Austenesque, Book Previews, Historical Fantasy, Paranormal & Gothic Fiction, Northanger Abbey Sequels

A Preview of Jane Austen’s Northanger Abbey by Marvel Comics

Northanger Abbey #1 Marvel Comics

Marvel Comics is adapting Jane Austen’s Northanger Abbey into a 5 book limited comic book series adapted by Nancy Butler, illustrated by Janet Lee, with a cover design by Julian Totino Tedesco. We love the intensity of heroine in the making Catherine Morland on the cover and hope that the interior images are as equally stunning. Here is a brief preview for your enjoyment. Continue reading “A Preview of Jane Austen’s Northanger Abbey by Marvel Comics”

JASNA AGM

Day Two: JASNA Conference 2010: Henry Tilney Rules, Darcy Drools

Team Tilney Panel

© Austenprose The Friday morning wake-up call came way too early for Deb (Jane Austen in Vermont) and me after a previous full day of travel, registration and evening pre-conference events at the Jane Austen Society of North America’s Annual General Meeting, Jane Austen and the Abbey: Mystery Mayhem and Muslin in Portland. Bleary eyed, we headed to breakfast at the hotel dining room, then Deb was off to her three hour Regional Coordinators Training Session, while I attended Team Tilney Explains It All in the Grand Ball. This lively panel discussion was moderated by, quite possibly Henry Tilney’s number one fan, Margaret Sullivan (AustenBlog), and comprised of three fellow Henryite’s: Kelly Brown a Gothic literature enthusiast, Heather Laurence (Solitary Elegance) and Lynn Marie Macy a Northanger Abbey playwright. There was also a very special guest panelist, the Rev. Henry Tilney himself who convincingly greeted us with “Hello ladies. Look at your Mister Darcy. Now back to me. Now look at Captain Wentworth. Now back to me. Sadly, those gentlemen are not me. But if they knew enough about muslin to buy their own cravats and were more nice than wise, they could be like me.” * parodying the Old Spice Man commercials, but through the unique lens of Jane Austen’s most witty, charming and dashing hero bar none, Da Man himself, Henry Tilney. It was a great beginning to what promised to be a day of total Jane Austen immersion. (*quote from AustenBlog, and written by Heather Laurence)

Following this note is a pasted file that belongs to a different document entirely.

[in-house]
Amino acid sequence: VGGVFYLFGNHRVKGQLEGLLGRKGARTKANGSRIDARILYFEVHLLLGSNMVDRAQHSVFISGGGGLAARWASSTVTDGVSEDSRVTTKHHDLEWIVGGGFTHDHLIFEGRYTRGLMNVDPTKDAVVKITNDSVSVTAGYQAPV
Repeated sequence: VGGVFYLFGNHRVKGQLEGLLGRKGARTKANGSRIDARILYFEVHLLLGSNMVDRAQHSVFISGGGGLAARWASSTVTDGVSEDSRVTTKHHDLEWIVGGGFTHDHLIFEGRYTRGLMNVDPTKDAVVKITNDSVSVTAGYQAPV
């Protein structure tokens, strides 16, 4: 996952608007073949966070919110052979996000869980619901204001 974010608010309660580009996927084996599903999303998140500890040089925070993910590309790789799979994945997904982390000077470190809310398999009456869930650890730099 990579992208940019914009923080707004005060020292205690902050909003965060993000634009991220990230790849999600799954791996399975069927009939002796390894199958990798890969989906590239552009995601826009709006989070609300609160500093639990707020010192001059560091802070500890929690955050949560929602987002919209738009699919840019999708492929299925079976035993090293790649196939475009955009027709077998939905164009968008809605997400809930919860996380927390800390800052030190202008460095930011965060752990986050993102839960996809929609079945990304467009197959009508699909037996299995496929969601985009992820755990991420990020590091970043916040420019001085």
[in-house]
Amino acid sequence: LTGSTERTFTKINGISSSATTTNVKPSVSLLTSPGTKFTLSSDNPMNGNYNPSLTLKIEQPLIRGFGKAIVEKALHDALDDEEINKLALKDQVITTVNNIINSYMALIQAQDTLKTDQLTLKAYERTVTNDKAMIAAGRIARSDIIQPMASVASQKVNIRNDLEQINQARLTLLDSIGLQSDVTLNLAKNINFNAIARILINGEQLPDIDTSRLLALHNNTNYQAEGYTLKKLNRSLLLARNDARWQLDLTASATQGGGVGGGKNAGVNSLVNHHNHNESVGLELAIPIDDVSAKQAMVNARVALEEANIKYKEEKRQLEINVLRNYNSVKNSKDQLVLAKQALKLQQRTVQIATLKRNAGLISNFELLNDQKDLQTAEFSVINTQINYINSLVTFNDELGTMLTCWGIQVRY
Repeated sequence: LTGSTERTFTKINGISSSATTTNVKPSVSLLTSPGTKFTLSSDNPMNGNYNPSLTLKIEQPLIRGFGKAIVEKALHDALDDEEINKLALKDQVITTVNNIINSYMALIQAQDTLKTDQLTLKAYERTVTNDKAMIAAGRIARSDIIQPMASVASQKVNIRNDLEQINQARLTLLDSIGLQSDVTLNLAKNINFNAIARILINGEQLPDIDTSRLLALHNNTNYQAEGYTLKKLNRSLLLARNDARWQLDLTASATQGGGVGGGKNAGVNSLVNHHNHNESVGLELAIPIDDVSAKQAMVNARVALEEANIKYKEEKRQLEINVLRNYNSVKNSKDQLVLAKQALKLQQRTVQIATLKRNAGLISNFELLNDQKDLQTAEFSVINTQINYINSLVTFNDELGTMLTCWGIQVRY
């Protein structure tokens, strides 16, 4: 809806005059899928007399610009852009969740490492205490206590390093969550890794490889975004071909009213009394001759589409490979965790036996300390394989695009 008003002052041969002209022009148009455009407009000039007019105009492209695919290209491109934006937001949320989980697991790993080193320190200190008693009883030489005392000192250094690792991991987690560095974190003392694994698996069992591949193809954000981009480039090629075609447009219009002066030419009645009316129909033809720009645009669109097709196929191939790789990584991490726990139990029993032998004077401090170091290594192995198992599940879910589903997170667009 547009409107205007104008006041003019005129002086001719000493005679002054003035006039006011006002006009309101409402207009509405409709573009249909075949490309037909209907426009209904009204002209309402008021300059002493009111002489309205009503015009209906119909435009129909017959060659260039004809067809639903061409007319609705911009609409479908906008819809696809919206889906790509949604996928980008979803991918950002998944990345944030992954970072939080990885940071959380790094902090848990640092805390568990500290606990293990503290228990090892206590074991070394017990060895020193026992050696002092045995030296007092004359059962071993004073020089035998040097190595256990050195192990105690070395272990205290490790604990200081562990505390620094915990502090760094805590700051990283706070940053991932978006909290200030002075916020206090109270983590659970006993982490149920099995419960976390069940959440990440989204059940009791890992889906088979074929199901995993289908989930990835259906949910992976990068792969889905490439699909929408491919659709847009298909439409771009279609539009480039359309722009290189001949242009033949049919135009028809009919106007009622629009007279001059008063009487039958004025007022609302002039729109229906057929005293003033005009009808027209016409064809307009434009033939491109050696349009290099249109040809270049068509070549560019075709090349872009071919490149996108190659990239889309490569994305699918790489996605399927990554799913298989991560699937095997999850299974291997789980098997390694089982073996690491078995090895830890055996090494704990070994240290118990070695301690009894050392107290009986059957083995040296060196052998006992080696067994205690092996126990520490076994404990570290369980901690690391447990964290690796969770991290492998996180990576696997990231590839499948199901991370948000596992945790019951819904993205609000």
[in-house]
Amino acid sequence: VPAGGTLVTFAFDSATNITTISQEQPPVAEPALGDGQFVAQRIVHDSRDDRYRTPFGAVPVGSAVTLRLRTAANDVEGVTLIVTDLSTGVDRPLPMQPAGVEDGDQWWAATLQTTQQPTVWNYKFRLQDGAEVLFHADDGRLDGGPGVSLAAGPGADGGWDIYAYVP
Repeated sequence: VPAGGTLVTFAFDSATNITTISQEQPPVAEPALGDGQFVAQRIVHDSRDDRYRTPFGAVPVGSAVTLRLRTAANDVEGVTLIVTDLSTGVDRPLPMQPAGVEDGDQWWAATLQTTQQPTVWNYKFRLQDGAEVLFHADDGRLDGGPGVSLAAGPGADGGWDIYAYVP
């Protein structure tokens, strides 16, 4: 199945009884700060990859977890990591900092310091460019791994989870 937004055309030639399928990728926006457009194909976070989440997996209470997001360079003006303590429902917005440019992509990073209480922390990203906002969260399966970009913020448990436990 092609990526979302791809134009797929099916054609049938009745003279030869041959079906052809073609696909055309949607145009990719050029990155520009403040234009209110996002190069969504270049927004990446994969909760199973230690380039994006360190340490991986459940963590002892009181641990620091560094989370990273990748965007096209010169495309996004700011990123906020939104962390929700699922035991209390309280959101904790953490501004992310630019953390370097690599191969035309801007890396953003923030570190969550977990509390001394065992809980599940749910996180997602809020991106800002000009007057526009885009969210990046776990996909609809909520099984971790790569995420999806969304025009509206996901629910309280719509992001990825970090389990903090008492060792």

Ellen Fuller and Mr. Tilney

Next I was off to shop with the passion of Mrs. Allen at the Milsom Street Emporium where an elegant array of tempting Jane Austen inspired books, clothing and tea merchants were presenting their wares for inspection. Books, my passion in life, drew me immediately to the extensive display by Jane Austen Books. It was impressive and I quickly purchased four hardback first editions of Stephanie Barron’s Jane Austen Mysteries Series for her to sign later, at a wonderful price. Next booth over was the JASNA Wisconsin Region’s display of their A Year of Jane Austen” 2011 Calendar which I promptly purchased. For any of you unaware of this treasure, each month is filled with facts from Jane Austen’s life, events in her novels and great quotes. This year’s calendar honors the 200th anniversary of the publication of Sense and Sensibility with color images from the vintage editions illustrated by C.E. Brock. You can purchase them online too.

Beautifully embroidered Georgian-era frock by Susan

At one end of the Milsom Street Emporium was an amazing display of period clothing presented by Margaret Phillips and Rebecca Morrison-Peck and designed and executed by the talented Susan Pasco of Seattle. I was so taken aback by the fabrics, style and incredible embroidery, that I imposed upon her modesty and asked Susan about her inspiration and back story. Historical costumes are her passion and she has created and lovingly sewn these creations for herself to wear to events sponsored by Somewhere in Time, Unlimited, a social and sewing group in the Seattle area. On display were costumes from 1775-1820, my favorite being the Georgian-era frock (above) whose embroidery was so intricate, that must have taken years to complete. Susan honestly told me she stopped keeping track of the time it takes to complete a garment. Since she makes them only for herself, what’s the point?

Susan Pasco and Mary Hafner-Laney